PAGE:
CM: And now it has its own IRON MAIDEN jacket! (John and Caitlin laugh.)
- CM: With regard to DIO, you sang “Heaven and Hell” as a tribute to Ronnie James Dio at his memorial service, at the request of his family. That must have been incredibly moving for you. What are some of your favorite memories of Ronnie, as a person and a performer?
JP: As a kid, I remember listening to RAINBOW and this huge voice, this guy singing “Man on a Silver Mountain.” And from that day on, I was hooked. Ronnie was one of my main influences. I really love his operatic, powerful voice. I so was honored when Wendy Dio asked me to sing at his memorial and, even more so, the day before at Ronnie’s funeral. Man, that was hard. I sang a song called “Rainbow Eyes,” which Ronnie wrote for Wendy. I knew how important it was and I sang it ten minutes into the service. It was very nerve-wracking because, along with the emotions of everybody and myself, everybody there – about 250 people – were all famous musicians, managers, and agents. It was very difficult.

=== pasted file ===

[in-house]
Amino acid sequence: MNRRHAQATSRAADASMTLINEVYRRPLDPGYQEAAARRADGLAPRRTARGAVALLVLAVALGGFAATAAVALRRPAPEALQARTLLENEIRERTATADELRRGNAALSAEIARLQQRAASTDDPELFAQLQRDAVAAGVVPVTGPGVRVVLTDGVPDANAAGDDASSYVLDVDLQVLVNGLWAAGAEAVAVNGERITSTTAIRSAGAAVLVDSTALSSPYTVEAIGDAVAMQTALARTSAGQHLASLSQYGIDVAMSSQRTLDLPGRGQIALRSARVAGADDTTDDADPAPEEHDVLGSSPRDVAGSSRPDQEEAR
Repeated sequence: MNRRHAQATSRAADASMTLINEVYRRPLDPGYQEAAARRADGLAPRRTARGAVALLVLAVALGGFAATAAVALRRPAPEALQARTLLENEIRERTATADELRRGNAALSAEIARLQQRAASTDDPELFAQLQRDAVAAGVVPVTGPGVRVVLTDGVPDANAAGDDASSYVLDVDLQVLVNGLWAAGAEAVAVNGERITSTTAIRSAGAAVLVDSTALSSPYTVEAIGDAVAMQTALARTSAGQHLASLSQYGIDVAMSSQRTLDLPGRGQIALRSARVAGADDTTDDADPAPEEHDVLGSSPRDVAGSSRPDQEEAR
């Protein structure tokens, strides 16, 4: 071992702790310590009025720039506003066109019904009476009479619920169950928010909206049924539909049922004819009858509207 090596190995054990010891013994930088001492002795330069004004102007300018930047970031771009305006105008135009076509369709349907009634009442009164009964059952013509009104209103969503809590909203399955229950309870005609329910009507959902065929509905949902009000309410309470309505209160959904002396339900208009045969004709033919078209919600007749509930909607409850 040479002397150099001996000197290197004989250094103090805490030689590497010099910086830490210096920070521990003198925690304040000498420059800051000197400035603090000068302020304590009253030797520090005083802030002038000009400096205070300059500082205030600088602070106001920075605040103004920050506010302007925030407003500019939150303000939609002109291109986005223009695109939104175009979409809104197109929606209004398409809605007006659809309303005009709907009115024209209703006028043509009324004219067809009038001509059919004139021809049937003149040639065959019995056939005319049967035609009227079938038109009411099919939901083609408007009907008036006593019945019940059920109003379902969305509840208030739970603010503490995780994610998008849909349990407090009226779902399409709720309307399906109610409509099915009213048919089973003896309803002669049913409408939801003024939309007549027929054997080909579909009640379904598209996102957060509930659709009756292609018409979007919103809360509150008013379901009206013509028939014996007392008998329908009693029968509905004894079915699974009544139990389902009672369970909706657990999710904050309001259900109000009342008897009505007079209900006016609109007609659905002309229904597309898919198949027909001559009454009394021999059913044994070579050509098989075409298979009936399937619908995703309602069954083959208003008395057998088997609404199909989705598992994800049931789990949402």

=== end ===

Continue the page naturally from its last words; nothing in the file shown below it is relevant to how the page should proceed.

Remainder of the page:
The memorial the next day was more of a celebration of Ronnie’s life. I actually learned things about Ronnie that I didn’t know, like he started off as a trumpet player. He had an extraordinary life.
Ronnie really was a good guy. He knew what he wanted, he did it, he traveled all over the world for charities. He spent a lot of time with a charity called Children of the Night. Everybody loved Ronnie. If he was involved with something, it would attract a lot of people.
- CM: You became the frontman of ASIA in 1992. How did that invitation change your life?
JP: I was a fan of the band, and all of the bands that the guys had come from. I had just previously been asked to be in ELO, after Jeff Lynne left the band. That didn’t transpire because there were loads of legal things going on with the name. But I did get up to the stage where I met with Jim Steinman who was going to be producing the new album. When I got back, that’s when I was asked to join ASIA, which was much more suitable for me. It really did change things in my life. ASIA was a supergroup. It was great, but I had to do a lot of work. They had a huge catalog. It wasn’t something where I could grow into the role. I had to be off and running. We had an album due and a tour. And there I was.